Originally founded as Grimsby Pelham in 1878, the club changed its name to Grimsby Town a year later and have maintained their nickname ‘The Mariners’ since.
Grimsby are notoriously one of the most successful professional clubs in Lincolnshire, having enjoyed top flight football and reaching two FA Cup semi-finals in its 140-year history.
The Mariners have enjoyed the luxury of being managed by some famous faces, which includes the Liverpool icon Bill Shankly and Southampton hero Lawrie McMenemy.
Having originally played at Clee Park in 1880, the club relocated again nine years later to Abbey Park. It wasn’t until 1899 when Grimsby moved to their current home Blundell Park; home to The Mariners for 119 years.
The club first played league football in 1888, and they didn’t officially enter the Football League till 1892. Grimsby tasted their most successful season prior to World War Two, with the club obtaining 5th place in Division One, their highest-ever league position in the 1934/35 season.
Blundell Park seen its record attendance in 1937, as 31,651 people attended Grimsby’s home tie against Wolverhampton Wanderers in the FA Cup. They went onto reach the semi-final of the FA Cup but were knocked out by Arsenal, and their next FA Cup semi-final appearance came three years later, however they were beaten 5-0 by Wolves.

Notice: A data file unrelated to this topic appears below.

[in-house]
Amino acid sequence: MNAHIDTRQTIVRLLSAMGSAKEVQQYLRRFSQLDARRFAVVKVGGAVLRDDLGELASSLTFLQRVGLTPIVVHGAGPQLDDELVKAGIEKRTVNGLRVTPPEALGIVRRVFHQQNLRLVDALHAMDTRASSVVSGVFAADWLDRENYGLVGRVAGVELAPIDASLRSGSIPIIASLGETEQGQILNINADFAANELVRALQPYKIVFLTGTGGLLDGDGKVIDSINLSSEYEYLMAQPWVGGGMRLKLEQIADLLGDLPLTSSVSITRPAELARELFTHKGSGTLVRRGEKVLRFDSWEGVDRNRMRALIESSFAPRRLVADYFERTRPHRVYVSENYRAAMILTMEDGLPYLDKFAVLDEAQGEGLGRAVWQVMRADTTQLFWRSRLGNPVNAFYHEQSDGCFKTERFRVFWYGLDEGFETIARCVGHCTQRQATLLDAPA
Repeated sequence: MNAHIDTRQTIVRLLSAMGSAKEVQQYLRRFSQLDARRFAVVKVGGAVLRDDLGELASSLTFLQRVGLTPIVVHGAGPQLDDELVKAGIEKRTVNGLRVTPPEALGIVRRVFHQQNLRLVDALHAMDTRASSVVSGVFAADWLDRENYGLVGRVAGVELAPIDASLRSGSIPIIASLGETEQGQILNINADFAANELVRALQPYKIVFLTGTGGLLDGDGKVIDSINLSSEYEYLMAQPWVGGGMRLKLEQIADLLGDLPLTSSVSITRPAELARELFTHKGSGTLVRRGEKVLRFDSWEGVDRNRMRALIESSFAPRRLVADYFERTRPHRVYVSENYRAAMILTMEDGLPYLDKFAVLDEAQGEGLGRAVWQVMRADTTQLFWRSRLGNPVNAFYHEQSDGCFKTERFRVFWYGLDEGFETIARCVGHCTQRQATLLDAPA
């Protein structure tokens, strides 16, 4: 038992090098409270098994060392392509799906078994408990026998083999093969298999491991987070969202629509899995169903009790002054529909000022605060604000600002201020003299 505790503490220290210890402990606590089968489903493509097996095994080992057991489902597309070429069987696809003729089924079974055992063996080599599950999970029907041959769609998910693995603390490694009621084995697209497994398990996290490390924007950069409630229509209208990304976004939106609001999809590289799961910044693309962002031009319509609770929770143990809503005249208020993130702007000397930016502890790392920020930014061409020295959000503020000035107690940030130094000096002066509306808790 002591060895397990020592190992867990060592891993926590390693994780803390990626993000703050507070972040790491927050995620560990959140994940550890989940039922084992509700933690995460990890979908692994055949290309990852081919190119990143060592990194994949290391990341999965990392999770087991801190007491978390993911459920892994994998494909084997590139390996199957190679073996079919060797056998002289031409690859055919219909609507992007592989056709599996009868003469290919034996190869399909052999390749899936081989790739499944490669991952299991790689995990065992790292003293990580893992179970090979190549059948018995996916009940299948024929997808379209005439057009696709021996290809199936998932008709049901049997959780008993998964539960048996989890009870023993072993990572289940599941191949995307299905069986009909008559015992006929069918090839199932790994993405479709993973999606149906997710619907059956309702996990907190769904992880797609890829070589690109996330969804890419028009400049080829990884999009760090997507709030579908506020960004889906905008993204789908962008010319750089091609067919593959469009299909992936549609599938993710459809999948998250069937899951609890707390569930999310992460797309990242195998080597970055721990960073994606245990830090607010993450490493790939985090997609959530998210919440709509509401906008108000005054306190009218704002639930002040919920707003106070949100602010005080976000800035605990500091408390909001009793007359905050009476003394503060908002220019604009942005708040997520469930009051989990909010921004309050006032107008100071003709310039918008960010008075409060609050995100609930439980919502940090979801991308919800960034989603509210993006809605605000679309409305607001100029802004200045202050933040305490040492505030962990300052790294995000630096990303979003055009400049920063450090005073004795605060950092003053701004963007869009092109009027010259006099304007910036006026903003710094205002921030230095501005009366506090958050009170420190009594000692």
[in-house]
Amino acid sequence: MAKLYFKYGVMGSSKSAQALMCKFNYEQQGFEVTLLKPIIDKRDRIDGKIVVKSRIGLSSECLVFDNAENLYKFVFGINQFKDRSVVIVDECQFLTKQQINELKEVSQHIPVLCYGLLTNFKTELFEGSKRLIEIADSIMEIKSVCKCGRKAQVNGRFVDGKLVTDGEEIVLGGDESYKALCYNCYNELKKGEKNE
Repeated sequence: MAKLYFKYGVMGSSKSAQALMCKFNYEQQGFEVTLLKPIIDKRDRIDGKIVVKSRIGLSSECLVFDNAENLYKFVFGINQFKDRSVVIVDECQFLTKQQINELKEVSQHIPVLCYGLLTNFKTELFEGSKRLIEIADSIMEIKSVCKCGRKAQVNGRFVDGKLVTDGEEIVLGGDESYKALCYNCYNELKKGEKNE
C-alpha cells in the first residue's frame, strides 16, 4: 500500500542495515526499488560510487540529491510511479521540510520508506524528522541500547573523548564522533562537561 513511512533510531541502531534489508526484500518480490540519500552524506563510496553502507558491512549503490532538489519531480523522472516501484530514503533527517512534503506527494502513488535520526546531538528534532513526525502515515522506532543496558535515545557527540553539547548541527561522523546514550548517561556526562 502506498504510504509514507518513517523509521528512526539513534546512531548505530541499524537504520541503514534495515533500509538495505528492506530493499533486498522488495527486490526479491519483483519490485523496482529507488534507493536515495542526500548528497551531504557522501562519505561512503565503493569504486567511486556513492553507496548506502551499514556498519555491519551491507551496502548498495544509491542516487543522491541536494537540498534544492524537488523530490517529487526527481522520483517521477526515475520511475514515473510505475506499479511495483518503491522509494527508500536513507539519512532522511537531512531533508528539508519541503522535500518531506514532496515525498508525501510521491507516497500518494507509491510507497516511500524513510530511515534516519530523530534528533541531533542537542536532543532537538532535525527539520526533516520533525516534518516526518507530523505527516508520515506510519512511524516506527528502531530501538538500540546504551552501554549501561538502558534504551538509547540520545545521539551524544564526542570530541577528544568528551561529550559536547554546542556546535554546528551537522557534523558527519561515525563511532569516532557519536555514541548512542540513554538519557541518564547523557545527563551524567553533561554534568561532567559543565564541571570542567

Grimsby were relegated from the First Division at the end of the 1947/48 season and have never returned to the top tier since. After initially failing with their attempt of an immediate return, Grimsby spent much of the 1950’s and 1960’s alternating between the Second and Third Division.
In 1968 Grimsby dropped into the Fourth Division for the first time, and the following season seen the club having to apply for re-election to the league having finished second from bottom. As a result, Blundell Park seen its lowest recorded attendance as only 1,833 turned up for their 2-0 defeat to Brentford.
After climbing their way back to the Second Division in 1980, and recording an impressive 5th place finish in 1984, Grimsby suffered two consecutive relegations which saw them drop back into the Fourth Division at the end of the 1987/88 season.
The on-field problems were also mirrored by the club’s financial plight, but having staved off administration, the appointment of Alan Buckley as manager changed Grimsby’s fortunes and three years later they had enjoyed two successive promotions.
Grimsby began to consolidate themselves in the second tier under the guidance of Buckley with two mid-table finishes, but the most positive aspect of the club was the development of their youth academy.
Buckley left the club in 1994 to join West Bromwich Albion which saw Brian Laws take over the club. Despite a successful first season, the club were relegated at the end of the 96/97 season. Buckley returned that summer and preceded in overhauling the playing staff at the club, which resulted in the club achieving two Wembley trips in one season as they secured the Football League Trophy before being defeated by Northampton Town in the Play-Off final.